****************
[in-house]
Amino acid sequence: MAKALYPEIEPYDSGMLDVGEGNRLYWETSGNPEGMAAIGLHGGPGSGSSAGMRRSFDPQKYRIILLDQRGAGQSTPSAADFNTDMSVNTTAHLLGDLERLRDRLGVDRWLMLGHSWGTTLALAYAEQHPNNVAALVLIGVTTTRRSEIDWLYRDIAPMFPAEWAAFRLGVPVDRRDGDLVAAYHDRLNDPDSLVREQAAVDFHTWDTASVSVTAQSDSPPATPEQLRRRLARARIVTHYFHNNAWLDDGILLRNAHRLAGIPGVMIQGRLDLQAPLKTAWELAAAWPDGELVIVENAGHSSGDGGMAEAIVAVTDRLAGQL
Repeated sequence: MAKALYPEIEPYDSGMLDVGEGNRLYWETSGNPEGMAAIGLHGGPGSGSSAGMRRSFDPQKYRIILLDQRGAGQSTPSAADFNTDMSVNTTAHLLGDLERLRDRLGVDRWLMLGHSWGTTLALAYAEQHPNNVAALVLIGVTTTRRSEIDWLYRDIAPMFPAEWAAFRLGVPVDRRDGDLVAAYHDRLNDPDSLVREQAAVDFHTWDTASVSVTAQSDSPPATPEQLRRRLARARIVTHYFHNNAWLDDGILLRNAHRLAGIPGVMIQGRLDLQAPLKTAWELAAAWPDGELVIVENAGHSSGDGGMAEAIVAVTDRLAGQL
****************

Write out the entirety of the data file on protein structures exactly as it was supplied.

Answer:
[in-house]
Amino acid sequence: MAKALYPEIEPYDSGMLDVGEGNRLYWETSGNPEGMAAIGLHGGPGSGSSAGMRRSFDPQKYRIILLDQRGAGQSTPSAADFNTDMSVNTTAHLLGDLERLRDRLGVDRWLMLGHSWGTTLALAYAEQHPNNVAALVLIGVTTTRRSEIDWLYRDIAPMFPAEWAAFRLGVPVDRRDGDLVAAYHDRLNDPDSLVREQAAVDFHTWDTASVSVTAQSDSPPATPEQLRRRLARARIVTHYFHNNAWLDDGILLRNAHRLAGIPGVMIQGRLDLQAPLKTAWELAAAWPDGELVIVENAGHSSGDGGMAEAIVAVTDRLAGQL
Repeated sequence: MAKALYPEIEPYDSGMLDVGEGNRLYWETSGNPEGMAAIGLHGGPGSGSSAGMRRSFDPQKYRIILLDQRGAGQSTPSAADFNTDMSVNTTAHLLGDLERLRDRLGVDRWLMLGHSWGTTLALAYAEQHPNNVAALVLIGVTTTRRSEIDWLYRDIAPMFPAEWAAFRLGVPVDRRDGDLVAAYHDRLNDPDSLVREQAAVDFHTWDTASVSVTAQSDSPPATPEQLRRRLARARIVTHYFHNNAWLDDGILLRNAHRLAGIPGVMIQGRLDLQAPLKTAWELAAAWPDGELVIVENAGHSSGDGGMAEAIVAVTDRLAGQL